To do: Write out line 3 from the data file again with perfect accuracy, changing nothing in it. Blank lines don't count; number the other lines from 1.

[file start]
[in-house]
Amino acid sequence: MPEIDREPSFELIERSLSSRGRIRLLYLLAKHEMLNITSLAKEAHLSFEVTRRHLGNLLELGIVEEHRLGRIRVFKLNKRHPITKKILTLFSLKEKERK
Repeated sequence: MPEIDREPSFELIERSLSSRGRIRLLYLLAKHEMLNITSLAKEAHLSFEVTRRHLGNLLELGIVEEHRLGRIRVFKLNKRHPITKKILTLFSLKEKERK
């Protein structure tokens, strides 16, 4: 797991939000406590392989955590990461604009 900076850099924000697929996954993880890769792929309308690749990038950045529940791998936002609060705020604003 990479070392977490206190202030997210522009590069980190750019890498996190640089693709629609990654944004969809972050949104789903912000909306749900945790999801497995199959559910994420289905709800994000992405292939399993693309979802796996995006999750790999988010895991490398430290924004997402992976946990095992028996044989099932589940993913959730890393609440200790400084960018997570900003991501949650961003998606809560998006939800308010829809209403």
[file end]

Repeated sequence: MPEIDREPSFELIERSLSSRGRIRLLYLLAKHEMLNITSLAKEAHLSFEVTRRHLGNLLELGIVEEHRLGRIRVFKLNKRHPITKKILTLFSLKEKERK